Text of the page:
Targeting A Triathlon

Rick Spear once thought he’d be a doctor or lawyer.  But the lure of Wall Street was strong.  So in 1984, immediately after graduating from Stanford — where his thesis advisor was Condoleezza Rice — he started making serious money.

Eight years with Morgan Stanley was followed by a decade as a management consultant, advising financial services firms.

In 2003 — age 40 — Spear retired.

He’d always been a bicycle racer.  Now — with time on his hands — he vowed to improve.

Rick Spear

Out of that desire came Target Training.  Spear opened the Westport triathlon and cycling training center and retail store in 2005 as a way to “leverage knowledge of endurance sports to help people like me have healthier bodies.”

A 2nd site opened recently in Greenwich.

“Endurance for Life” is Target Training’s motto.  “You can’t fake being fit — running 5 miles, or biking 50 miles,” Spear says.

Target’s target audience is hard-working (and well-off) men and women.  They train hard.  And typically, as soon as they meet one goal, they look for a new challenge.

Here’s a big one.  This Sunday (June 19), Target Training sponsors its 1st-ever Sprint Triathlon.  The half-mile swim, 13-mile bike ride and 3.1-mile run begins and ends at Sherwood Island.  The middle portions takes racers through the Green’s Farms  and Compo neighborhoods.

A portion of the proceeds goes to Memorial Sloan-Kettering’s Cancer Care pediatrics department.  It is a cause dear to Spear’s heart.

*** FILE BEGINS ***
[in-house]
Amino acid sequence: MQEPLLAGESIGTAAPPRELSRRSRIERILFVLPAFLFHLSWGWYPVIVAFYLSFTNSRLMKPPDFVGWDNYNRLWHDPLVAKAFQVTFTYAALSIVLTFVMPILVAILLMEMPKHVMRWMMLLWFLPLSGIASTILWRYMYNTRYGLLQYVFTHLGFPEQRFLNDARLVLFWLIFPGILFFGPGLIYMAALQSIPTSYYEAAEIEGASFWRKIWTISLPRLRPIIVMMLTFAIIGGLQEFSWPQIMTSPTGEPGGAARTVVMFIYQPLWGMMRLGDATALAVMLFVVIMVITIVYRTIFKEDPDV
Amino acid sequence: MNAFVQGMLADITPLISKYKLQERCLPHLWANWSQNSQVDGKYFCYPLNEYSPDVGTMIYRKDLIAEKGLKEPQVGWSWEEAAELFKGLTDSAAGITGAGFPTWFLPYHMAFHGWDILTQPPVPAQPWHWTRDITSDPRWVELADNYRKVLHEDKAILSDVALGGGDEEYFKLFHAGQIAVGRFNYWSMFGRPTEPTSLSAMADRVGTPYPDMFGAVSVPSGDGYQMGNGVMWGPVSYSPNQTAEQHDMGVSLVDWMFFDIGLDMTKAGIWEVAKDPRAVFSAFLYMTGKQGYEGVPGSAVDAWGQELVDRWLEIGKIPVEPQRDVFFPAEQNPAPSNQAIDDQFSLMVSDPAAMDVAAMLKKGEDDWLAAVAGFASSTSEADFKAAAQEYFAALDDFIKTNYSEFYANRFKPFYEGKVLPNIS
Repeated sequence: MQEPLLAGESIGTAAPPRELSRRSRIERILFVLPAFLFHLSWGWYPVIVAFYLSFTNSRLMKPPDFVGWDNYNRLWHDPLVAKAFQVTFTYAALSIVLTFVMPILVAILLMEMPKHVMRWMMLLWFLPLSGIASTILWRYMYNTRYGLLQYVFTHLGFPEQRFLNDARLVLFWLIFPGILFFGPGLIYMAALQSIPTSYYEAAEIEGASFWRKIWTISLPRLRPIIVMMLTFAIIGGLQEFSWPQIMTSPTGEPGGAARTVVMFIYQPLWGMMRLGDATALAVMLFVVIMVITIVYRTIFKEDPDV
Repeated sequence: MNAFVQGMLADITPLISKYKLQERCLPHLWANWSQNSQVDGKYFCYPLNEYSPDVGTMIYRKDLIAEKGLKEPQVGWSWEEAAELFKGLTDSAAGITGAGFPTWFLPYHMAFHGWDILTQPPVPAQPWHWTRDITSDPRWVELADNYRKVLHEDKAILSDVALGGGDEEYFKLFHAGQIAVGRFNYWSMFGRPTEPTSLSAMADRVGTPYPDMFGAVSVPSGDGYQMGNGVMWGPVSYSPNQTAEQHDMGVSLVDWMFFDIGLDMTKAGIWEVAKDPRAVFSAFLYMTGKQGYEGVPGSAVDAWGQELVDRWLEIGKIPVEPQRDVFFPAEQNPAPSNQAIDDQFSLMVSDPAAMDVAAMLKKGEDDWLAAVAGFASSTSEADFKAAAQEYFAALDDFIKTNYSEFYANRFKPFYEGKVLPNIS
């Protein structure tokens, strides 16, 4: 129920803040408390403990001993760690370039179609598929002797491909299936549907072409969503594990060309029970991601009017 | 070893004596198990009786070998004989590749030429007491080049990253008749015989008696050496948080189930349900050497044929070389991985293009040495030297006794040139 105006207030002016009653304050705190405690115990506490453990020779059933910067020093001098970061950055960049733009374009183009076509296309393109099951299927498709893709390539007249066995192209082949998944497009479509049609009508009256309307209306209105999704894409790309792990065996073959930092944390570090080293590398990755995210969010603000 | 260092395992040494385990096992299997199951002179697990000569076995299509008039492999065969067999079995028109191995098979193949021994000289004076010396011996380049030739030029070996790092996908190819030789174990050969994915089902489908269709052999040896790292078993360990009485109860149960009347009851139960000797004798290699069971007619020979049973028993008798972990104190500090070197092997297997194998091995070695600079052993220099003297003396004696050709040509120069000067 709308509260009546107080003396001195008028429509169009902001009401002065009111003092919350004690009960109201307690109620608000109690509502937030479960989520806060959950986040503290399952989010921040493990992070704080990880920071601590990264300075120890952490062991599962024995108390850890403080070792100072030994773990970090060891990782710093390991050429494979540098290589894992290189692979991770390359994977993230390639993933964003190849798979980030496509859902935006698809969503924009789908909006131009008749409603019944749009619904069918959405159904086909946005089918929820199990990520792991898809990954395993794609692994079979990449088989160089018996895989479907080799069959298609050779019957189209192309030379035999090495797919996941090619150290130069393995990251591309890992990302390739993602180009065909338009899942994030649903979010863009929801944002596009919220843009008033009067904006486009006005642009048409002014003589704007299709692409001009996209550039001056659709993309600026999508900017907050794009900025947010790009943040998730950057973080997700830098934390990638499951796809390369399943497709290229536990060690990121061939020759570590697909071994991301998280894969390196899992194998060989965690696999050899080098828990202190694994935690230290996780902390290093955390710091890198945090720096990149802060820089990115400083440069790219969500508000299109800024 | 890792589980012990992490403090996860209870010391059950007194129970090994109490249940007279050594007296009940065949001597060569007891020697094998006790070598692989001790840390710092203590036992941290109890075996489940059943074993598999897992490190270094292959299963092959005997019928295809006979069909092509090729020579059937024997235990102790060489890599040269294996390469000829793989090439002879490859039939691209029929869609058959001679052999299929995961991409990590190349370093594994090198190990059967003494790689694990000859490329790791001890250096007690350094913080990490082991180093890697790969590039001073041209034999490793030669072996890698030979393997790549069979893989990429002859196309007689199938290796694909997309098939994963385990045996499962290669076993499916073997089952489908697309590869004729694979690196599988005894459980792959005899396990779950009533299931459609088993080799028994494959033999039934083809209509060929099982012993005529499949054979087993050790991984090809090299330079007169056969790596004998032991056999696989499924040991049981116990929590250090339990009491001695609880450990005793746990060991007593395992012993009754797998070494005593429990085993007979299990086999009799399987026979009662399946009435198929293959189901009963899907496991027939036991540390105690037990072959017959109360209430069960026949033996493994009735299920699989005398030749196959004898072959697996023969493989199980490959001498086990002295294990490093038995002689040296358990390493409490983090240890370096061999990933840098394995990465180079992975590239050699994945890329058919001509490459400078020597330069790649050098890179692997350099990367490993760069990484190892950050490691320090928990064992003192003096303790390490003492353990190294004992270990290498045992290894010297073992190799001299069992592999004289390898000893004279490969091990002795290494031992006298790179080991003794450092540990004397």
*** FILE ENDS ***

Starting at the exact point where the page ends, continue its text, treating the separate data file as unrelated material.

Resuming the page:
In its half-decade in Westport, Target Training has been closely involved with community activities.  They sponsor, or work with, the Young Woman’s League Minute Man race, Andy Boas’s Charter Oak Challenge Foundation bike tour, Sound Cyclists and  ABC House.

This month’s triathlon builds on the training Target is known for.  It’s not only cyclists and runners who flock to the center next to Great Cakes — swimmers also work out under the Target banner at the Staples and Longshore and Norwalk Y pools, as well as Compo and Sherwood Island.

On Sunday, Spear will help out — not compete.  “I’m a bike racer, not a triathlete,” he says.   But, he adds — like the competitor he was on Wall Street, and remains today — “I win my share.”

(For more information on Target Training’s Sprint Triathlon, click here.)

One response to “Targeting A Triathlon

  1. The Dude Abides

    Interesting story behind a big amateur sports boom. I was a competitive age group “triath” in the 90’s in Texas. Far more laid back then. It was more for the overaged jocks who were bored with marathoning. Now, it is tough even to get into some of the Ironman distances. Also, back then, a teenage kid was taking the sport by storm in the Lone Star state: Lance Armstrong. He could fly. Swam like a rock though. Good luck Sunday!